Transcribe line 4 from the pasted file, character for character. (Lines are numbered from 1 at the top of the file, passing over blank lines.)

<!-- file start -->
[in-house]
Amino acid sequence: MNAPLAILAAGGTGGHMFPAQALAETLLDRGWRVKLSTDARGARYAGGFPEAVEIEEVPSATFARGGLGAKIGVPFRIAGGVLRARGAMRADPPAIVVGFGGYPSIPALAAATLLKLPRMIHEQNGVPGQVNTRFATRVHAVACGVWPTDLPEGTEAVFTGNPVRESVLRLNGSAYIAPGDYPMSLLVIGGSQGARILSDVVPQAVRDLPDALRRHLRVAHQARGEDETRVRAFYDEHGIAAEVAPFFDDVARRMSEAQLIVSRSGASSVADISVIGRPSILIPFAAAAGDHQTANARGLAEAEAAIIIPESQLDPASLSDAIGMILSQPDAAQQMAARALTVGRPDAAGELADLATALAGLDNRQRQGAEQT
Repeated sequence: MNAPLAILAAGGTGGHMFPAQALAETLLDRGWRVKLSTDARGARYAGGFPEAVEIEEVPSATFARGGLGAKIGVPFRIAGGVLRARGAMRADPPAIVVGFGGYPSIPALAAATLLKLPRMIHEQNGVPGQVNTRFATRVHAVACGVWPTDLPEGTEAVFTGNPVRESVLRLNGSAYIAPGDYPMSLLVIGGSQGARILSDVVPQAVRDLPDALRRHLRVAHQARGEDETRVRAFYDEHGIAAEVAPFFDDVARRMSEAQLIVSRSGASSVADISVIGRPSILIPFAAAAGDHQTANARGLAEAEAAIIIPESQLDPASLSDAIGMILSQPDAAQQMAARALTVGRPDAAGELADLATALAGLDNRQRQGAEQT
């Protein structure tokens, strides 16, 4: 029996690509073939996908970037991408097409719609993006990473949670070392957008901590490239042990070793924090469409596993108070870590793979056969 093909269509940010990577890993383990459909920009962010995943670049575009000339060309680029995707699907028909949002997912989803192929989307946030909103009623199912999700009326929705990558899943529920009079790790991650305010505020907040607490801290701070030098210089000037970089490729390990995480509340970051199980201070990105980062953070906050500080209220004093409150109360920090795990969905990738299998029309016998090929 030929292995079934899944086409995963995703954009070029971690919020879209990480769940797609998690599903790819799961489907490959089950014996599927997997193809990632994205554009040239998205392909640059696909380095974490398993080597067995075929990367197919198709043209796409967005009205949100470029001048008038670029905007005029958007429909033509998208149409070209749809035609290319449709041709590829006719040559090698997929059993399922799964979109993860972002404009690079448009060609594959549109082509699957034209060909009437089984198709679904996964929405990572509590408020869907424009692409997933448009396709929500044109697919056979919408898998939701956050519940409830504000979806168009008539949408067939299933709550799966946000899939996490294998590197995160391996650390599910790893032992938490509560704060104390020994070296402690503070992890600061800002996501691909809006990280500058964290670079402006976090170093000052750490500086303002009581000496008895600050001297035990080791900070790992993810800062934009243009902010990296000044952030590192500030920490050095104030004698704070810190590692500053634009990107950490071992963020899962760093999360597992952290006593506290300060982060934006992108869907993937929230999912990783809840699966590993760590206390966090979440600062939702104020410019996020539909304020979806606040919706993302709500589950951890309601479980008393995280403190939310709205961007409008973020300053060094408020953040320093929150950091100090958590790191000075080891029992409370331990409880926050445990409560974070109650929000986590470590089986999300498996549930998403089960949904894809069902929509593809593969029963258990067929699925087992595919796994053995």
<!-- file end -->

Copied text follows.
């Protein structure tokens, strides 16, 4: 029996690509073939996908970037991408097409719609993006990473949670070392957008901590490239042990070793924090469409596993108070870590793979056969 093909269509940010990577890993383990459909920009962010995943670049575009000339060309680029995707699907028909949002997912989803192929989307946030909103009623199912999700009326929705990558899943529920009079790790991650305010505020907040607490801290701070030098210089000037970089490729390990995480509340970051199980201070990105980062953070906050500080209220004093409150109360920090795990969905990738299998029309016998090929 030929292995079934899944086409995963995703954009070029971690919020879209990480769940797609998690599903790819799961489907490959089950014996599927997997193809990632994205554009040239998205392909640059696909380095974490398993080597067995075929990367197919198709043209796409967005009205949100470029001048008038670029905007005029958007429909033509998208149409070209749809035609290319449709041709590829006719040559090698997929059993399922799964979109993860972002404009690079448009060609594959549109082509699957034209060909009437089984198709679904996964929405990572509590408020869907424009692409997933448009396709929500044109697919056979919408898998939701956050519940409830504000979806168009008539949408067939299933709550799966946000899939996490294998590197995160391996650390599910790893032992938490509560704060104390020994070296402690503070992890600061800002996501691909809006990280500058964290670079402006976090170093000052750490500086303002009581000496008895600050001297035990080791900070790992993810800062934009243009902010990296000044952030590192500030920490050095104030004698704070810190590692500053634009990107950490071992963020899962760093999360597992952290006593506290300060982060934006992108869907993937929230999912990783809840699966590993760590206390966090979440600062939702104020410019996020539909304020979806606040919706993302709500589950951890309601479980008393995280403190939310709205961007409008973020300053060094408020953040320093929150950091100090958590790191000075080891029992409370331990409880926050445990409560974070109650929000986590470590089986999300498996549930998403089960949904894809069902929509593809593969029963258990067929699925087992595919796994053995």